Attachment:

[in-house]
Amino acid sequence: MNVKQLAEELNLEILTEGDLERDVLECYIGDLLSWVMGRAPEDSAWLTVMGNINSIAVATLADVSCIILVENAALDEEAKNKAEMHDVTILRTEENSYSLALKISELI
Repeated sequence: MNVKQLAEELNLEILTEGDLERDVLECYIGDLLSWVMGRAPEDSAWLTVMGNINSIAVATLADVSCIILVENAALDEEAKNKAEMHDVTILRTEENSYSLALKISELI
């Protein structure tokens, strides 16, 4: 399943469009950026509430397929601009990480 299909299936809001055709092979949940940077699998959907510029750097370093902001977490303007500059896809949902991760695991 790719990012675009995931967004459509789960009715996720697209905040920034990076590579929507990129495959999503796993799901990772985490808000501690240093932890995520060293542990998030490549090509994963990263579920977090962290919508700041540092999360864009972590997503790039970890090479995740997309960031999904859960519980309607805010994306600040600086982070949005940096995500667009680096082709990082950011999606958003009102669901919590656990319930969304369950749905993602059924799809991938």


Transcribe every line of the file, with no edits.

[in-house]
Amino acid sequence: MNVKQLAEELNLEILTEGDLERDVLECYIGDLLSWVMGRAPEDSAWLTVMGNINSIAVATLADVSCIILVENAALDEEAKNKAEMHDVTILRTEENSYSLALKISELI
Repeated sequence: MNVKQLAEELNLEILTEGDLERDVLECYIGDLLSWVMGRAPEDSAWLTVMGNINSIAVATLADVSCIILVENAALDEEAKNKAEMHDVTILRTEENSYSLALKISELI
């Protein structure tokens, strides 16, 4: 399943469009950026509430397929601009990480 299909299936809001055709092979949940940077699998959907510029750097370093902001977490303007500059896809949902991760695991 790719990012675009995931967004459509789960009715996720697209905040920034990076590579929507990129495959999503796993799901990772985490808000501690240093932890995520060293542990998030490549090509994963990263579920977090962290919508700041540092999360864009972590997503790039970890090479995740997309960031999904859960519980309607805010994306600040600086982070949005940096995500667009680096082709990082950011999606958003009102669901919590656990319930969304369950749905993602059924799809991938």